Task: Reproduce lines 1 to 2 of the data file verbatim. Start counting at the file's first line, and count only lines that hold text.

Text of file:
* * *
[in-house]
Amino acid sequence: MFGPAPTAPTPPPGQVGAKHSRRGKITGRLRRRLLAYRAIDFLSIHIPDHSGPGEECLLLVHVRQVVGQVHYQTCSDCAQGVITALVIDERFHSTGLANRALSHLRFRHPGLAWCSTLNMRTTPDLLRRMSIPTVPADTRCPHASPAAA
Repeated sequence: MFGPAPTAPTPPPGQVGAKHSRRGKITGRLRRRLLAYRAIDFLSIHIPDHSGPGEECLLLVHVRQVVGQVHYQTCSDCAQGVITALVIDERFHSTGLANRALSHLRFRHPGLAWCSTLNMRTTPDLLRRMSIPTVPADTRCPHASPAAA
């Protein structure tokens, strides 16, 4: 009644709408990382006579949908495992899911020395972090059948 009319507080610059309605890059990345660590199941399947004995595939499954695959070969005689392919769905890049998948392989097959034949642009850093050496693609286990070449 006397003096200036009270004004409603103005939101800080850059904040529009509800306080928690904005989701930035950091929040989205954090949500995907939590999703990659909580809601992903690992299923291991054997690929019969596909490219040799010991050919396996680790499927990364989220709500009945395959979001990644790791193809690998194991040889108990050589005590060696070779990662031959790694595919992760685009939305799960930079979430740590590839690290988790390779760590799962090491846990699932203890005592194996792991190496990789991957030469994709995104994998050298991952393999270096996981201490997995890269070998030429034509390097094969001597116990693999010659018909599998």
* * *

[in-house]
Amino acid sequence: MFGPAPTAPTPPPGQVGAKHSRRGKITGRLRRRLLAYRAIDFLSIHIPDHSGPGEECLLLVHVRQVVGQVHYQTCSDCAQGVITALVIDERFHSTGLANRALSHLRFRHPGLAWCSTLNMRTTPDLLRRMSIPTVPADTRCPHASPAAA